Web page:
E-Verify (EV) is a web-based system through which employers electronically confirm the employment eligibility of their employees.
In the process, employers create cases based on information taken from an employee’s Form I-9, Employment Eligibility Verification. The system then electronically compares that information to records available to the U.S. Department of Homeland Security (DHS) and the Social Security Administration (SSA). The employer usually receives a response within a few seconds either confirming the employee’s employment eligibility or indicating that the employee needs to take further action to complete the case.
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The program is administered by SSA and U.S. Citizenship and Immigration Services (USCIS). USCIS facilitates compliance with U.S. immigration law by providing program support, user support, training and outreach, and developing innovative technological solutions in employment eligibility verification.
The program was originally established in 1996 as the Basic Pilot Program to prevent undocumented workers and other people who have violated immigration laws from obtaining employment illegally in the United States. In August 2007, DHS started by requiring all federal contractors and vendors to use E-Verify. The Internet-based program is free and maintained by the U.S. government. Use of the program at the state level varies; some states have mandated use of E-Verify or similar programs, while others have discouraged the program.
The program compares information from an employee’s Employment Eligibility Form I-9 to data from U.S. government records. If the information matches, that employee is eligible to work in the United States. If there is a mismatch, the program alerts the employer and the employee is allowed to work while he or she resolves the problem; they must contact the appropriate agency to resolve the mismatch within eight federal government work days from the referral date. The program is operated by the DHS in partnership with the Social Security Administration.
Research shows that the program harms the labor market outcomes of illegal immigrants and improves the labor market outcomes of Mexican legal immigrants and U.S.-born Hispanics, but has no impact on labor market outcomes for non-Hispanic white Americans. A 2016 study suggests that the program reduces the number of illegal immigrants in states that have mandated its use for all employers, and further notes that the program may deter illegal immigration to the US in general.
Visit the EV data page for in-depth information on the program, including performance and usage statistics, reports, system enhancements, and the participating employer search tool.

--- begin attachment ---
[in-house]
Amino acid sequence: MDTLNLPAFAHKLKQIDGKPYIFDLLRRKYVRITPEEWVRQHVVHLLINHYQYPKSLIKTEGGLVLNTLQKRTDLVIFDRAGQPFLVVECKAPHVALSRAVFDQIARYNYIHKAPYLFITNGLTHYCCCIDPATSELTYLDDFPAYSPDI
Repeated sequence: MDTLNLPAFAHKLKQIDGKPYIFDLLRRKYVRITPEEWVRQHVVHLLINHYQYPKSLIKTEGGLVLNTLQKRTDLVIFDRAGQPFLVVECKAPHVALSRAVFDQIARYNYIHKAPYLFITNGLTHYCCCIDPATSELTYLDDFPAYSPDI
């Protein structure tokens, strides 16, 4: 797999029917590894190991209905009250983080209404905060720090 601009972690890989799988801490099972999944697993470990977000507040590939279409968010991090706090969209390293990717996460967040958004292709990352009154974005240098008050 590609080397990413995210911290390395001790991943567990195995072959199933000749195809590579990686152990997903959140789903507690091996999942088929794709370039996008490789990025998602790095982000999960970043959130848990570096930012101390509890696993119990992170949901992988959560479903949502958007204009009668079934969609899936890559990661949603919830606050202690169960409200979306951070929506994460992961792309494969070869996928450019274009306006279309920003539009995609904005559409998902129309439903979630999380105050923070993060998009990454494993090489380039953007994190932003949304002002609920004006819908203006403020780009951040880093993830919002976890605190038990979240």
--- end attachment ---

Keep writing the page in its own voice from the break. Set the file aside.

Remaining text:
Employees whose E-Verify cases are referred to SSA on or after July 15, 2022, will have the normal 8 federal working days to contact their local SSA office to begin resolving the mismatch. At the onset of the COVID-19 Pandemic in March 2020, EV extended the timeframe for an employee to take action to resolve a Social Security (SSA) Tentative Nonconfirmation (mismatch). E-Verify cases referred on or after July 15, 2022, EV will no longer provide extended timeframes for employees to visit SSA to resolve these mismatches.
TNCs referred to SSA between March 2, 2020 and July 14, 2022, will continue to benefit from an extended timeframe for resolution of the SSA mismatch, with staggered deadlines depending on the date of the referral to SSA. However, there is an absolute deadline of September 29, 2023.
Below are some links discussing and containing information on the program in which many of our corporate clients participate.
E-Verify – General Resources
- E-Verify Page (DHS)
- Employer Resources (DHS)
- Questions and Answers (DHS)
- DHS Videos
- What is a Tentative Nonconfirmation – TNC? (DHS)
- E-Verify User Manual
- SOCIAL SECURITY ADMINISTRATION RESUMES E-Verify OPERATIONS (July 2022)
- Employee Rights and Responsibilities (DHS)
- How to Correct Your Immigration Records after Resolving a Tentative Nonconfirmation
- myE-Verify (DHS)
- MyE-Verify – A Good Tool For Employers To Avoid I-9 Fines
- Participating Employers (DHS)
- Employee Rights Toolkit
- Federal Contractor Q and A’s
- Quick Reference Guide for Employers
- User Manual for Employers
- User Manual for Federal Contractors
- Employer DOs and DON’Ts (Justice Department)
- How Do I Use EV? (USCIS)
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Carl Shusterman served as an INS Trial Attorney (1976-82) before opening a firm specializing exclusively in US immigration law. He is a Certified Specialist in Immigration Law who has testified as an expert witness before the US Senate Immigration Subcommittee. Carl was featured in the February 2018 edition of SuperLawyers Magazine.